In the movie “Mulan”, the ancestors, ashamed of Mulan’s lack of manners, blame each other for her action saying, “She got it from your side of the family”.
Having two different sides in each family is a source of conflict for every couple. Good things tend to come from your side of the family and bad things from your partners’.
During holidays or family vacations, the war about the right side pops up. Christmas with his family or hers? Staying for the night at his parents or hers?
I remember it from the time I was young. We loved celebrating the holidays with my mom’s side of the family, where there were many kids and lots of space. Grandpa and Grandma gave us candy and we slept on the floor and stayed awake until late at night, sharing silly jokes. Dad’s side of the family was not as much fun and every year, when the time came and dad said we were celebrating with his family, we were counting the seconds for the holiday to end.
Into the “fairness era”
When Gal and I were students, we visited our families, who lived 2.5 hours away in the same town, every 3 to 4 weeks, but we could not handle the question. At the bus station, we used to split up – he would go to his family and I would go to mine. When Eden was born, it was a bit harder to do, because we could split ourselves but could not split Eden for the family to see, hug and cuddle. So with her birth we started the “fairness era” of counting meals and minutes. Lucky us, my mom loved us for dinner and Gal’s mom for lunch and they were 5 minutes’ walk away from each other.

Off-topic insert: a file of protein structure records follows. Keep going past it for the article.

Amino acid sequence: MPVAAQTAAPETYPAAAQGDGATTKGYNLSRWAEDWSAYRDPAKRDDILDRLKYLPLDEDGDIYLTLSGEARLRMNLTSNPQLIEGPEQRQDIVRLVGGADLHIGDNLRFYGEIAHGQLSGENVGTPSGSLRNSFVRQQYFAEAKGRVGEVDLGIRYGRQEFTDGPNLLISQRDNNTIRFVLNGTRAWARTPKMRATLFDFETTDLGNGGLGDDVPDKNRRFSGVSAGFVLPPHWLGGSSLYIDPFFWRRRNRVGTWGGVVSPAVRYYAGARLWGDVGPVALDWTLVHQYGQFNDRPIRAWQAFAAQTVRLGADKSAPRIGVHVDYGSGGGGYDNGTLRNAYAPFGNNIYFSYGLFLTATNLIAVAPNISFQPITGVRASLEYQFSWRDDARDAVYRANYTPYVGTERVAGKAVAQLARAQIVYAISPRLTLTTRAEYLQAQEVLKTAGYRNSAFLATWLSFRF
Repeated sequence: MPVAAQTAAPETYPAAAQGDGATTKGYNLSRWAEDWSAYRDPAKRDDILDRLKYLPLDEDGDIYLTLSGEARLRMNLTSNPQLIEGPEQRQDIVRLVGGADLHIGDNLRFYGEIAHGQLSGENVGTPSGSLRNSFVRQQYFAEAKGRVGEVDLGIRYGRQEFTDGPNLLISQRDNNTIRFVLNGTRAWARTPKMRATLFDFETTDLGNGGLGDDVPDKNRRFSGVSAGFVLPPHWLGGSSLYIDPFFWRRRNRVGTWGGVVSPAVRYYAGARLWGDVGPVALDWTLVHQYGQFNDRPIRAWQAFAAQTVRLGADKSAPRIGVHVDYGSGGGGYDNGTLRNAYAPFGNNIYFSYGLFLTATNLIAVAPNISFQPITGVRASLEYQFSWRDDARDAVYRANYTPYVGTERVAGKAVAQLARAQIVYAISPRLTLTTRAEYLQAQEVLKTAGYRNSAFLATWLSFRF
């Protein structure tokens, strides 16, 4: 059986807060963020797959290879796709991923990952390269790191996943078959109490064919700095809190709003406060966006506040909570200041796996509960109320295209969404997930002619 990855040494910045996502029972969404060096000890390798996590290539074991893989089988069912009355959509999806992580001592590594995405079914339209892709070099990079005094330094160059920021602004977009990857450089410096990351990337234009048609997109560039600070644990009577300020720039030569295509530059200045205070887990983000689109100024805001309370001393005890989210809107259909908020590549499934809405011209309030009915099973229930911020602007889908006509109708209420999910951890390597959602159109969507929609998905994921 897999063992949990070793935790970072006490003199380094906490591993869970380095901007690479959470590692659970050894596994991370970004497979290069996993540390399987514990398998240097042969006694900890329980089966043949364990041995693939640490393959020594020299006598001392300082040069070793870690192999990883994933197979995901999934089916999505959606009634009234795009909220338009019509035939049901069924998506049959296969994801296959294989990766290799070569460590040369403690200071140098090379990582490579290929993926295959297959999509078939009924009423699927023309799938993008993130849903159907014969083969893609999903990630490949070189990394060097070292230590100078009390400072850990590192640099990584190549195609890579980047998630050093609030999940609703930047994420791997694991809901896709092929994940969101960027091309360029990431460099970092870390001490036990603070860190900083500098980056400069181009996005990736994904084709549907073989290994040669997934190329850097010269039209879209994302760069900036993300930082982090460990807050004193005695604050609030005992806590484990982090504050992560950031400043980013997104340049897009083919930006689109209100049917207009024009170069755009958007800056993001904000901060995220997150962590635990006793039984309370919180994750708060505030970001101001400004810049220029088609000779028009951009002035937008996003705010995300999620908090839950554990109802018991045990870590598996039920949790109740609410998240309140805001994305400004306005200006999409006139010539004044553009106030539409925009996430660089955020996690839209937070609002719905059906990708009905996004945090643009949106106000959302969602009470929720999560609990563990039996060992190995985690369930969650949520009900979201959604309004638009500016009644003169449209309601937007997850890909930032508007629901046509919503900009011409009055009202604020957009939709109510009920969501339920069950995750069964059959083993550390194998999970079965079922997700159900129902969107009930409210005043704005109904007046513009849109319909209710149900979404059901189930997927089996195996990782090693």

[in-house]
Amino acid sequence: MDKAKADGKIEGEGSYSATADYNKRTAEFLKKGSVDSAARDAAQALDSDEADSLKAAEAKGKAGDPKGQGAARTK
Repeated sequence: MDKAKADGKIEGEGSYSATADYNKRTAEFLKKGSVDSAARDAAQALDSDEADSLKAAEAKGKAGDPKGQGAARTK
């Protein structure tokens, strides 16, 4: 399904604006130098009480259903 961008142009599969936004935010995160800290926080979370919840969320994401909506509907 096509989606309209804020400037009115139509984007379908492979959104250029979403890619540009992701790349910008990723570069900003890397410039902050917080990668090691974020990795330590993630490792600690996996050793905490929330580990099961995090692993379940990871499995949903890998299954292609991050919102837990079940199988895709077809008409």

As Eden grew and played a lot with her cousin, who was the same age, it was even harder sharing our time equally. Kids worship the “goddess of fun”. For them, “family time share” is out of the dictionary.
Most couples go through this era at some stage of their life. They try one year here, one year there, trying to keep the sanity for a few more years. When the kids appear, they realize fairness does not really exist.
I remember the fairness era. It was the era of being fair to everyone but ourselves. It took the fun out of the visit. It was more obligation than joy. No matter how long I spent with my family, my sisters thought it was not enough. No matter how long Gal spent with his family, his sisters thought it was not enough. Trying to be fair to our families, we forgot the goddess of fun and entered the struggles of politics in the family.
When we decided to travel around the world, the weekend juggles between the families turned to packed 3-5 weeks of juggles every year. Every year, as we grew older (and maybe wiser), we changed more fairness to truthfulness and realized that fun and joy were true ingredients of every visit and that politics and fun did not go hand in hand.
Kids do not need so many years of adulthood to understand this. Let’s be kids again!